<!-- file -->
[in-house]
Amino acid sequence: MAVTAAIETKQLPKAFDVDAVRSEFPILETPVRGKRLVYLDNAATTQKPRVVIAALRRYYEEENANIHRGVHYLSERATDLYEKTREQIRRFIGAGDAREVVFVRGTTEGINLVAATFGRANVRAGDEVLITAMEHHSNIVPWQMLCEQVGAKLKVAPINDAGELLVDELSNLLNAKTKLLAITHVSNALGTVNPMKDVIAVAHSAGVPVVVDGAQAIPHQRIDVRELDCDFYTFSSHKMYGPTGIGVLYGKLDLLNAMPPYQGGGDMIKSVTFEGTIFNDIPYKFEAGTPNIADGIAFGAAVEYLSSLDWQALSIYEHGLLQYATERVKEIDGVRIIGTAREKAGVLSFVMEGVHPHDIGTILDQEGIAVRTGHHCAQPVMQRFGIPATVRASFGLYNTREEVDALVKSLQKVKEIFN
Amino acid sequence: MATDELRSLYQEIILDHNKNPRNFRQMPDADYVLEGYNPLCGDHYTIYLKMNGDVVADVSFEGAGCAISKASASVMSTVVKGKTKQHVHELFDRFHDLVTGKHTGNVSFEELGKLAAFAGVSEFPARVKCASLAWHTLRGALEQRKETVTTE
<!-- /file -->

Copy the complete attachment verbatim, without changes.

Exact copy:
[in-house]
Amino acid sequence: MAVTAAIETKQLPKAFDVDAVRSEFPILETPVRGKRLVYLDNAATTQKPRVVIAALRRYYEEENANIHRGVHYLSERATDLYEKTREQIRRFIGAGDAREVVFVRGTTEGINLVAATFGRANVRAGDEVLITAMEHHSNIVPWQMLCEQVGAKLKVAPINDAGELLVDELSNLLNAKTKLLAITHVSNALGTVNPMKDVIAVAHSAGVPVVVDGAQAIPHQRIDVRELDCDFYTFSSHKMYGPTGIGVLYGKLDLLNAMPPYQGGGDMIKSVTFEGTIFNDIPYKFEAGTPNIADGIAFGAAVEYLSSLDWQALSIYEHGLLQYATERVKEIDGVRIIGTAREKAGVLSFVMEGVHPHDIGTILDQEGIAVRTGHHCAQPVMQRFGIPATVRASFGLYNTREEVDALVKSLQKVKEIFN
Amino acid sequence: MATDELRSLYQEIILDHNKNPRNFRQMPDADYVLEGYNPLCGDHYTIYLKMNGDVVADVSFEGAGCAISKASASVMSTVVKGKTKQHVHELFDRFHDLVTGKHTGNVSFEELGKLAAFAGVSEFPARVKCASLAWHTLRGALEQRKETVTTE